Date of Conferral
The Association for Spiritual, Ethical, and Religious Values in Counseling (ASERVC) identifies 9 core competencies for integrating spirituality/religion into practice. Previous research indicates that some mental health professionals have experienced discomfort when considering the balance between religious ideology (RI) and scientific orientation (SO) in their practice. However, no research exists assessing this potential for cognitive dissonance among mental health professionals nor has there been a test of the relative influence of RI/SO on approval of ASERVC competency integration into counselor training. Therefore, the purpose of this quantitative study was first to assess RI/SO cognitive dissonance and, second, to test RI/SO relative to ASERVC competency integration. The Religious Ideology, Scientific Orientation, Conflict Questionnaire and Core Competency Questionnaire was administered to a random sample of American Psychological Association and American Counseling Association professionals. The results from t tests revealed a significant difference in cognitive dissonance with higher scores on both RI/SO associated with greater dissonance. Multiple regression analysis revealed neither RI nor SO predict competency approval. Findings suggest an important social-change implication: Counselors may not perceive a conflict between RI and SO and, therefore, may be willing to accept the integration of the ASERVC competencies into their training. Implications also include changes in curricular requirements within academic programs that train counselors, social workers, and psychologists to integrate these competencies; considerations for ethical guidelines addressing religious and spiritual diversity; and the development of continuing education coursework pertaining to spiritual and religious diversity competencies.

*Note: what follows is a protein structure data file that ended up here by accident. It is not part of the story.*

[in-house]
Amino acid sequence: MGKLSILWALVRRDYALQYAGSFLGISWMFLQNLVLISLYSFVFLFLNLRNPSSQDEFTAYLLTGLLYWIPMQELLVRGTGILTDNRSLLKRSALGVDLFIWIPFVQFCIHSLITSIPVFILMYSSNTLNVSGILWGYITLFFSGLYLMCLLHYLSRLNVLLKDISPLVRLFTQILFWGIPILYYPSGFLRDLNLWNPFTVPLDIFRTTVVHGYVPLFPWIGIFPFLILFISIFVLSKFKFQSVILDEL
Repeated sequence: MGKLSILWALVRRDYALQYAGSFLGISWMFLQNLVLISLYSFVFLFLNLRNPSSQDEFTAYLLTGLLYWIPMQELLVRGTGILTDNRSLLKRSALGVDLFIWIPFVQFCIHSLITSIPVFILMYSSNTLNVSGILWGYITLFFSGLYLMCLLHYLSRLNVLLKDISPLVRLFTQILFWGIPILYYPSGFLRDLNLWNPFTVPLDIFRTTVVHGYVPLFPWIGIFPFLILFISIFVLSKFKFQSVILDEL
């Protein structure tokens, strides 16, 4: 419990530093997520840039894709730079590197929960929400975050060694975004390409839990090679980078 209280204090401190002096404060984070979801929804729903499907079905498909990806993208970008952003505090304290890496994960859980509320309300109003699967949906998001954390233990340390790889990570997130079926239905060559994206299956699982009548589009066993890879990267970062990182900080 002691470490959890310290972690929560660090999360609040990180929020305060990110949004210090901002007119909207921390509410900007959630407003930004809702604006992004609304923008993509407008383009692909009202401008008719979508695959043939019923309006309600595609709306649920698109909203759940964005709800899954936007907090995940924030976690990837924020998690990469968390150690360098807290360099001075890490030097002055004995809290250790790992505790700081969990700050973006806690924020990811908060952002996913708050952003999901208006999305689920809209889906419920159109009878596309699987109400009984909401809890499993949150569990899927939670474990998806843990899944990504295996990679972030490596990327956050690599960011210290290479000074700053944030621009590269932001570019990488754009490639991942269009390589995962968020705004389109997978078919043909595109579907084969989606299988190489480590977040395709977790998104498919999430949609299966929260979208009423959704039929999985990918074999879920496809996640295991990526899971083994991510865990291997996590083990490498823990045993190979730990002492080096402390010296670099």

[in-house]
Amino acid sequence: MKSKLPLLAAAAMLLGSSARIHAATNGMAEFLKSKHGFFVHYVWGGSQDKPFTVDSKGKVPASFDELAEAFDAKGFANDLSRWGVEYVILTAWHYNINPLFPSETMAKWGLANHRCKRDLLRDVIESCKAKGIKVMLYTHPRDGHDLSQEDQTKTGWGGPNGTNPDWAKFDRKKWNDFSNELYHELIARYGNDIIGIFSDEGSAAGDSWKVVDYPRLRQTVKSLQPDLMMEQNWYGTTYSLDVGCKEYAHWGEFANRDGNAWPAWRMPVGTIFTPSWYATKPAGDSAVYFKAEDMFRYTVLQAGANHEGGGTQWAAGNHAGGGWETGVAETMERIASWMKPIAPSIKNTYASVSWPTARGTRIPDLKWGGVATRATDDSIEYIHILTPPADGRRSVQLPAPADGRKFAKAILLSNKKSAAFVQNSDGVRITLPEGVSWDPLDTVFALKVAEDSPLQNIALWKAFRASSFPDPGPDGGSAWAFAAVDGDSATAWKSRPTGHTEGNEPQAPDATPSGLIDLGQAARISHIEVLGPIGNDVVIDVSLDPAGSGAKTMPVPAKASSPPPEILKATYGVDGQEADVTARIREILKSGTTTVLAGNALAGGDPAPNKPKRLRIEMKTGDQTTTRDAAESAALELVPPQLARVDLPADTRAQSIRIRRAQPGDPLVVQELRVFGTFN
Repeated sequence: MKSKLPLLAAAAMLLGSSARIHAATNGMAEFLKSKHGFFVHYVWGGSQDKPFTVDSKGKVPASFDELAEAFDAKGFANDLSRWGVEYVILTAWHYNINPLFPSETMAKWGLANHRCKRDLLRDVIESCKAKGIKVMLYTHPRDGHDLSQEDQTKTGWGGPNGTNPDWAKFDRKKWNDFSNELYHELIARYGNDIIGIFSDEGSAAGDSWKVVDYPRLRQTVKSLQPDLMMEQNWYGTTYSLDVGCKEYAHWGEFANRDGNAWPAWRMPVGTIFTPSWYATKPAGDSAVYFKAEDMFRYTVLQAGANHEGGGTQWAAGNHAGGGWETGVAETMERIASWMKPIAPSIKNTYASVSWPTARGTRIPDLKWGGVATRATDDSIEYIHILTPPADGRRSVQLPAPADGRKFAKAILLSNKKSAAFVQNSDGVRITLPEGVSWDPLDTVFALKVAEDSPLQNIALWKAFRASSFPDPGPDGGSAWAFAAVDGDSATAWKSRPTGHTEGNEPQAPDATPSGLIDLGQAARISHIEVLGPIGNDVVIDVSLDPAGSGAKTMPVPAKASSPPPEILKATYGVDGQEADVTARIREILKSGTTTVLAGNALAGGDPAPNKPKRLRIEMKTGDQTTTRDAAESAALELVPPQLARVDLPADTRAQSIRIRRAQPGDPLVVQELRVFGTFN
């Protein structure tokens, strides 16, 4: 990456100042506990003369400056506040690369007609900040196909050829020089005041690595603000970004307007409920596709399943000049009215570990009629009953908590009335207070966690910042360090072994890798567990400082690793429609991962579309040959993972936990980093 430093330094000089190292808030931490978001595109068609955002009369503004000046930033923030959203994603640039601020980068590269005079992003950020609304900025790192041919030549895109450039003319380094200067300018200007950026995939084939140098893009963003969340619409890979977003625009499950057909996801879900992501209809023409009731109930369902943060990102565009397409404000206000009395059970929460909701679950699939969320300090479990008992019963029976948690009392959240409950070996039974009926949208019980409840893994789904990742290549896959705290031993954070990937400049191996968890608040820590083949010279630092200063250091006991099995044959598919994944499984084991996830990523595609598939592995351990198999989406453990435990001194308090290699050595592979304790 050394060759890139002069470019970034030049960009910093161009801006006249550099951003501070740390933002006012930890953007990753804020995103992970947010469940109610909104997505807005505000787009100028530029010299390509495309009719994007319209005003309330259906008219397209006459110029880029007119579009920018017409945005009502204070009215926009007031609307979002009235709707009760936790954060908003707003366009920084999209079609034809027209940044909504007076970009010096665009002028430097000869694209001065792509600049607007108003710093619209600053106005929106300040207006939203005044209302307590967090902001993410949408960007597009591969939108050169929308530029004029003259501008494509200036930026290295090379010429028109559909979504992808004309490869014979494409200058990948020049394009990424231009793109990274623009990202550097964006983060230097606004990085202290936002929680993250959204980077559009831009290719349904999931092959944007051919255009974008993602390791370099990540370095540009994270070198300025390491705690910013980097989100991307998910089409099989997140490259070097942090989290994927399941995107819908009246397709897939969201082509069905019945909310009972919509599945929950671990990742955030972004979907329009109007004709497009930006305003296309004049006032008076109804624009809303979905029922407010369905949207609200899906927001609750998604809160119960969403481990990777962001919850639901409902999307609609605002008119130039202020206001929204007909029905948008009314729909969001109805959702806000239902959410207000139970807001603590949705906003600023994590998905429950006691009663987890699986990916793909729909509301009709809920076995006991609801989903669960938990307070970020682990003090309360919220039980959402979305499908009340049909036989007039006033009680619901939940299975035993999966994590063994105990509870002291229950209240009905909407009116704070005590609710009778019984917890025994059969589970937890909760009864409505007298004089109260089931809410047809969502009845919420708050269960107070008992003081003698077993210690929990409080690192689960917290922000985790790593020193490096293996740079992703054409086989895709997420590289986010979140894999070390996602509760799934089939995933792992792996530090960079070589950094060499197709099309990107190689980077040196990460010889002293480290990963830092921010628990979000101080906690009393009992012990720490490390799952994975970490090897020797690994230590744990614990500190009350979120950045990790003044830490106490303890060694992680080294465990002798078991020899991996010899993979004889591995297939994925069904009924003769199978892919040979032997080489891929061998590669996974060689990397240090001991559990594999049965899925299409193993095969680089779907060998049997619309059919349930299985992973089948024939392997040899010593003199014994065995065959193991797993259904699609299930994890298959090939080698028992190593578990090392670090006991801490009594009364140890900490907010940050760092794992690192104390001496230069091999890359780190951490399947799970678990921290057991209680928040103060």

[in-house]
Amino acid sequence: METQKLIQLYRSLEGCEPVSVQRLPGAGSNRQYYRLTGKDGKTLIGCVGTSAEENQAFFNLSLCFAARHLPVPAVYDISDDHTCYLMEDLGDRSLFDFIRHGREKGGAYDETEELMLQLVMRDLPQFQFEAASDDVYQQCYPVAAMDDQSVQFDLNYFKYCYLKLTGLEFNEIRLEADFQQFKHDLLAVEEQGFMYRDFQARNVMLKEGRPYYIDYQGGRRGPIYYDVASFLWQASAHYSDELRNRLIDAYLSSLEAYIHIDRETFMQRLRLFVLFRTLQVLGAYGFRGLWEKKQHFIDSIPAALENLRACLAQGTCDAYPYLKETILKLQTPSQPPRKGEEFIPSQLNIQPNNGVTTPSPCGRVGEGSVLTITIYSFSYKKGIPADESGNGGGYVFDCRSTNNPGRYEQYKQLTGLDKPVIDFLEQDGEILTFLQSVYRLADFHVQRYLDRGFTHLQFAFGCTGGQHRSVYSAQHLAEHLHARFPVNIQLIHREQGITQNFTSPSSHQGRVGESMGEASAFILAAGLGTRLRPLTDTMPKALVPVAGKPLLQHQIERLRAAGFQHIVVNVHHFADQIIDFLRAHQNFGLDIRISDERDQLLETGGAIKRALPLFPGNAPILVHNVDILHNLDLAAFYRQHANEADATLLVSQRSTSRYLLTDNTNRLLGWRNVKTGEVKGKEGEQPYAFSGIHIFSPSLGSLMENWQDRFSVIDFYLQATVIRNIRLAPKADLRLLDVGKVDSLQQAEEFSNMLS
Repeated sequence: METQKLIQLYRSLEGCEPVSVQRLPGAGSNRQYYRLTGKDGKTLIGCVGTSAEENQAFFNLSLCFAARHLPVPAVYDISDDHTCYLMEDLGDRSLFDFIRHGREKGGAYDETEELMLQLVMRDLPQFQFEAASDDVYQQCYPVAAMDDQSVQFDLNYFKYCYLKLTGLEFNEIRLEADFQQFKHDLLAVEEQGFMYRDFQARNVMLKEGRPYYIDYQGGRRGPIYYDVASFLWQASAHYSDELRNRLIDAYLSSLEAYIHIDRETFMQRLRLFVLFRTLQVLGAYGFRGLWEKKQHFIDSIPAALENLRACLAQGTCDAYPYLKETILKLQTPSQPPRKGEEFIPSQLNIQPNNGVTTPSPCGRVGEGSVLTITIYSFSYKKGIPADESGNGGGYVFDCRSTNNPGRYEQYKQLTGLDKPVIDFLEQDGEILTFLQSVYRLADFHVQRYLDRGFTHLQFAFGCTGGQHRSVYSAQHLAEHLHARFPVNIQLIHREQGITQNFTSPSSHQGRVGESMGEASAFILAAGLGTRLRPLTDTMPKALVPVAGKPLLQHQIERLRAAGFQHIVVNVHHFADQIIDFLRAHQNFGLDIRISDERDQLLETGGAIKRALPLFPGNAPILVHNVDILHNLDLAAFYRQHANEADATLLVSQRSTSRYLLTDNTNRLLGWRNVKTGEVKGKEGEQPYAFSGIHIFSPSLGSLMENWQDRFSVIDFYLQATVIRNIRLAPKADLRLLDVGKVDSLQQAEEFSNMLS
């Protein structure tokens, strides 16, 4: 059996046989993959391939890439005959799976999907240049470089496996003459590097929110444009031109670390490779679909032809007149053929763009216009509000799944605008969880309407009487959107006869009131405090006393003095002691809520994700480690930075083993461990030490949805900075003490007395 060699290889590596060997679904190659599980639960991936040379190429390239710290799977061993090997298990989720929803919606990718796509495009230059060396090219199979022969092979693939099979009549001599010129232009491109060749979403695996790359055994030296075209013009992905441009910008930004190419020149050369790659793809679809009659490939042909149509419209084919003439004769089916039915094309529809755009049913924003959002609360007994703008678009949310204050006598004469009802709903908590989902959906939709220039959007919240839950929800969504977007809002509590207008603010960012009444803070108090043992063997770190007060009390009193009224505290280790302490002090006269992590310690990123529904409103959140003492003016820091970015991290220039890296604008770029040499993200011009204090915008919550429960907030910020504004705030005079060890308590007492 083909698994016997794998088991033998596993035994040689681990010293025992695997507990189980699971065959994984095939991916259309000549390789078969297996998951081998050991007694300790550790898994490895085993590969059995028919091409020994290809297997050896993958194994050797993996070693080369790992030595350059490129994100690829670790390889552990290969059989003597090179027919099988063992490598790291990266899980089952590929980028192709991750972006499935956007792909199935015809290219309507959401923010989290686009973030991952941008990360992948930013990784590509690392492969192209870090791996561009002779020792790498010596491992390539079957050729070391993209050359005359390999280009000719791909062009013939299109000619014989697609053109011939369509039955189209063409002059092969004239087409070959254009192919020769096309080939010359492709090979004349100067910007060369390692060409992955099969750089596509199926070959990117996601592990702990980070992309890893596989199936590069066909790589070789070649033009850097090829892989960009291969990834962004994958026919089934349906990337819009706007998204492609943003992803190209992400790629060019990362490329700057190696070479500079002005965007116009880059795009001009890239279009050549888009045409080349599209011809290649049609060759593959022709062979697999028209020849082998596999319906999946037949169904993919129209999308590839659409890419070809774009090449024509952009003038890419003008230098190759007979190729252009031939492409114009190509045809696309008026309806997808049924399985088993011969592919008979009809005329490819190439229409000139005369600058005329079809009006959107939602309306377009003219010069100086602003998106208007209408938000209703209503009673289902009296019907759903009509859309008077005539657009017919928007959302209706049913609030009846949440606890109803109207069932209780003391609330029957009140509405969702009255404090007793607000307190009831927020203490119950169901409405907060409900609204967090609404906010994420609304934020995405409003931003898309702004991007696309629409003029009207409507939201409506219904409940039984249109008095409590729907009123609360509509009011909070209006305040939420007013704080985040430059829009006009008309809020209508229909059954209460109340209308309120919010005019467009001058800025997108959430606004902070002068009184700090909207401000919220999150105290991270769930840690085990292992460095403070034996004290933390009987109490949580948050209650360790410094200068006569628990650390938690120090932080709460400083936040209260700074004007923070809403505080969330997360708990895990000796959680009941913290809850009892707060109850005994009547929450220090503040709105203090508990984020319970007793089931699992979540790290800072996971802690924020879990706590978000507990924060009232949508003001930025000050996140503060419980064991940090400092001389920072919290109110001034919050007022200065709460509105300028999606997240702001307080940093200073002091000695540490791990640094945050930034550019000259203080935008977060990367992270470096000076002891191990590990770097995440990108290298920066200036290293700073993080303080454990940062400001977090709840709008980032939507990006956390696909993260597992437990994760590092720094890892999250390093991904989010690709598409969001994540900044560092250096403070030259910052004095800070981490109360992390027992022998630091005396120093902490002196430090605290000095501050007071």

Gough, Sharon R., "Spiritual and religious diversity: Implications for counselor education programs" (2009). Walden Dissertations and Doctoral Studies. 714.